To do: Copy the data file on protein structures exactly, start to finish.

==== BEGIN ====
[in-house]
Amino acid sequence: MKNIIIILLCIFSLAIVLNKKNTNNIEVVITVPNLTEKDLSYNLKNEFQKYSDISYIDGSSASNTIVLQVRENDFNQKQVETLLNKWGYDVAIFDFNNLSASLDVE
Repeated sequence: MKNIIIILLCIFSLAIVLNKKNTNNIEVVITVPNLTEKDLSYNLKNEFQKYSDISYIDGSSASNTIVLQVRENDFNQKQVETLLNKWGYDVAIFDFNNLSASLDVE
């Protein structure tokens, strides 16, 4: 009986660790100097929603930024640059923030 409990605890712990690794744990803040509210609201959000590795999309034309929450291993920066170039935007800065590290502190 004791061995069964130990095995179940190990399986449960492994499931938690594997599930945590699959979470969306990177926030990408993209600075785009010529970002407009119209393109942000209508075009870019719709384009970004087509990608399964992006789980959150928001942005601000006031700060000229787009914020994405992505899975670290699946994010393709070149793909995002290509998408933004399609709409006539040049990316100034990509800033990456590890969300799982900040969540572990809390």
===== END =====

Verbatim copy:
[in-house]
Amino acid sequence: MKNIIIILLCIFSLAIVLNKKNTNNIEVVITVPNLTEKDLSYNLKNEFQKYSDISYIDGSSASNTIVLQVRENDFNQKQVETLLNKWGYDVAIFDFNNLSASLDVE
Repeated sequence: MKNIIIILLCIFSLAIVLNKKNTNNIEVVITVPNLTEKDLSYNLKNEFQKYSDISYIDGSSASNTIVLQVRENDFNQKQVETLLNKWGYDVAIFDFNNLSASLDVE
């Protein structure tokens, strides 16, 4: 009986660790100097929603930024640059923030 409990605890712990690794744990803040509210609201959000590795999309034309929450291993920066170039935007800065590290502190 004791061995069964130990095995179940190990399986449960492994499931938690594997599930945590699959979470969306990177926030990408993209600075785009010529970002407009119209393109942000209508075009870019719709384009970004087509990608399964992006789980959150928001942005601000006031700060000229787009914020994405992505899975670290699946994010393709070149793909995002290509998408933004399609709409006539040049990316100034990509800033990456590890969300799982900040969540572990809390």